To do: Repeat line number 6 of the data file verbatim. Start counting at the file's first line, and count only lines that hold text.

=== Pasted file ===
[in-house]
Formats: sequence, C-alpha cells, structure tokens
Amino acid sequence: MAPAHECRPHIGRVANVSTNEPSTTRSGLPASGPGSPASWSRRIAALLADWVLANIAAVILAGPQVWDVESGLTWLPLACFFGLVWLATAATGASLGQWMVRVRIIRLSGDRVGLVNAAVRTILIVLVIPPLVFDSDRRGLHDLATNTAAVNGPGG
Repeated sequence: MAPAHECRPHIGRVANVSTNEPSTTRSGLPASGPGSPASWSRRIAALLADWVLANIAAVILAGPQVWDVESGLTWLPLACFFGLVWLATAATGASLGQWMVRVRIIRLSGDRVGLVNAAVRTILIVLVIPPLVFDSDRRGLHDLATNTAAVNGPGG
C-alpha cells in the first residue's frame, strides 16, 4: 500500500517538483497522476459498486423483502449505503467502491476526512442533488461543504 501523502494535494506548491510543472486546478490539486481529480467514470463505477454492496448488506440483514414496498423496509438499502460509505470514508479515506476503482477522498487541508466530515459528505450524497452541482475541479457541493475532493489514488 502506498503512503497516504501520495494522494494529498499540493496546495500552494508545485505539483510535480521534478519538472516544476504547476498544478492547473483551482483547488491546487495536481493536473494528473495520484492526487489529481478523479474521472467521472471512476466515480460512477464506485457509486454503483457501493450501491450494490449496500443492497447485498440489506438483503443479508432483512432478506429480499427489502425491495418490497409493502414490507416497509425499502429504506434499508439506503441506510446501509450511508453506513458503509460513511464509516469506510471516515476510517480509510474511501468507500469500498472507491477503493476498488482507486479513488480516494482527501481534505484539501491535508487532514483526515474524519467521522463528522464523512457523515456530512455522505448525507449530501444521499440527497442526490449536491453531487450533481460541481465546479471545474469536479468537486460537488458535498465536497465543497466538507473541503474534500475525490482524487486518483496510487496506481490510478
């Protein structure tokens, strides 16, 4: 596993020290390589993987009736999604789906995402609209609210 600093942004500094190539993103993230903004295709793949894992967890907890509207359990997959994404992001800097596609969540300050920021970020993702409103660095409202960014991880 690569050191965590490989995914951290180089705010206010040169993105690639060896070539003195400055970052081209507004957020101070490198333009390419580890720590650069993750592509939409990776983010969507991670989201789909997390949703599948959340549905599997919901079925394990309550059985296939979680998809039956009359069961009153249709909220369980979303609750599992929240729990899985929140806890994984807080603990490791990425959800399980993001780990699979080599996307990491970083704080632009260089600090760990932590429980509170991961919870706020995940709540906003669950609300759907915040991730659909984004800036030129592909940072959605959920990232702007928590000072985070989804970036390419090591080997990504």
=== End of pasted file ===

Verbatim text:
């Protein structure tokens, strides 16, 4: 596993020290390589993987009736999604789906995402609209609210 600093942004500094190539993103993230903004295709793949894992967890907890509207359990997959994404992001800097596609969540300050920021970020993702409103660095409202960014991880 690569050191965590490989995914951290180089705010206010040169993105690639060896070539003195400055970052081209507004957020101070490198333009390419580890720590650069993750592509939409990776983010969507991670989201789909997390949703599948959340549905599997919901079925394990309550059985296939979680998809039956009359069961009153249709909220369980979303609750599992929240729990899985929140806890994984807080603990490791990425959800399980993001780990699979080599996307990491970083704080632009260089600090760990932590429980509170991961919870706020995940709540906003669950609300759907915040991730659909984004800036030129592909940072959605959920990232702007928590000072985070989804970036390419090591080997990504």